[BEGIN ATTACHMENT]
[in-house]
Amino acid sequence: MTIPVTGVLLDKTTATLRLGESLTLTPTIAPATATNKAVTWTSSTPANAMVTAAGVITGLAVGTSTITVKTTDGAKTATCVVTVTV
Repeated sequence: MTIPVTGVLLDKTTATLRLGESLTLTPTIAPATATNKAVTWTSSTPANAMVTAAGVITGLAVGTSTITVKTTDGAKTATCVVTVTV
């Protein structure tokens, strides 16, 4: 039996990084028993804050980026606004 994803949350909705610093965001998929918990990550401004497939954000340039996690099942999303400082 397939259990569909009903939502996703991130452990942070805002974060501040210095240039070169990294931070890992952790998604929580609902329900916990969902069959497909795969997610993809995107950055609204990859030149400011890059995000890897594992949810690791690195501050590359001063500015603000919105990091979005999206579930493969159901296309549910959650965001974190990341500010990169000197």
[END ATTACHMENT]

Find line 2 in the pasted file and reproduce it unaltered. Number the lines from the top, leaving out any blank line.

Amino acid sequence: MTIPVTGVLLDKTTATLRLGESLTLTPTIAPATATNKAVTWTSSTPANAMVTAAGVITGLAVGTSTITVKTTDGAKTATCVVTVTV